Following up on my first post a while back, All aboard the York University Space Elevator!, the York University Earth and Space Science and Engineering research team of Raj Seth, Brendan Quine and George Zhu have published another paper, this time in The Journal of the British Interplanetary Society, Feasibility of 20 km Free-Standing Inflatable Space Tower. (Open Access version)

This paper describes the theory and analysis for the construction of a thin walled inflatable space tower of 20 km vertical extent in an equatorial location on Earth using gas pressure. The suborbital tower of 20 km height would provide an ideal surface mounting point where the geosynchronous orbital space tether could be attached without experiencing the atmospheric turbulence and weathering in the lower atmosphere. Kevlar is chosen as an example material in most of the computations due to its compatibility in the space environment. The Euler beam theory is employed to the inflatable cylindrical beam structure. The critical wrinkling moment of the inflated beam and the lateral wind load moments are taken into account as the key factors for design guidelines. A comparison between single inflatable cylindrical beam and inflatable multiple-beam structures is also presented in order to consider the problems involving control, repair and stability of the inflated space tower. For enhancing load bearing capacity of the tower and for availability of more surface area at the top, the non-tapered inflatable structure design is chosen for the basic analysis, however further analysis can be performed with tapered structures.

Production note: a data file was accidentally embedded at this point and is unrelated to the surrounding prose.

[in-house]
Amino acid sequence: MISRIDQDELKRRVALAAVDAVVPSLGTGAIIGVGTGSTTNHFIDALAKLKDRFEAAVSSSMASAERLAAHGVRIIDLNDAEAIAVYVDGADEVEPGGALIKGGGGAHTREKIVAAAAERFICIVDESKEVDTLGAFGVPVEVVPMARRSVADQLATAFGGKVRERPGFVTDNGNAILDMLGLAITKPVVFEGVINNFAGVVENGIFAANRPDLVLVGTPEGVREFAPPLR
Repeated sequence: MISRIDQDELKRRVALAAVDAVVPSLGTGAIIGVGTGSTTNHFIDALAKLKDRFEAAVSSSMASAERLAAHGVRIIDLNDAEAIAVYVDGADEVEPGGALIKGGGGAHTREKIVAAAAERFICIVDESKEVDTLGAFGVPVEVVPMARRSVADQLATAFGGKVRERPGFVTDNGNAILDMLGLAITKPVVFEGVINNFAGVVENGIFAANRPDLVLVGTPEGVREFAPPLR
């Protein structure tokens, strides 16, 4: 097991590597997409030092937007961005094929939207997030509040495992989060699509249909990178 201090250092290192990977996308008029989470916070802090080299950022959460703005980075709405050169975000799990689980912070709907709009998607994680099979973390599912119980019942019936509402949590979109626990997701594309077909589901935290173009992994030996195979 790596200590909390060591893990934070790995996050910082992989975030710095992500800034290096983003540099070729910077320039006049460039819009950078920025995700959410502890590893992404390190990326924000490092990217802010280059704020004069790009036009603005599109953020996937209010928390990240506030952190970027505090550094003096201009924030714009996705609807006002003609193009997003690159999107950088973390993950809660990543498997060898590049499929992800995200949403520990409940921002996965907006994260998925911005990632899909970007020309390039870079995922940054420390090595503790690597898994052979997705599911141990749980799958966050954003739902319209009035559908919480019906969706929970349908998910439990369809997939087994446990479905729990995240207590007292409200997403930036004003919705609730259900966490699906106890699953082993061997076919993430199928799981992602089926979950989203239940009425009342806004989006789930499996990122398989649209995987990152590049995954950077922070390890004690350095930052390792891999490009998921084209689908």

Once again, thanks to our Institutional Repository folks, the paper is once again Open Access, available for reading to the entire world here. (Thanks, Marcia!)

Comments

  1. #1 Jacob Everist
    July 12, 2010

    Wow, very cool! Thanks for sharing this. It seems very intuitive and I don’t know why I didn’t think of this. I guess inflatable structures have come leaps and bounds.

    Jacob

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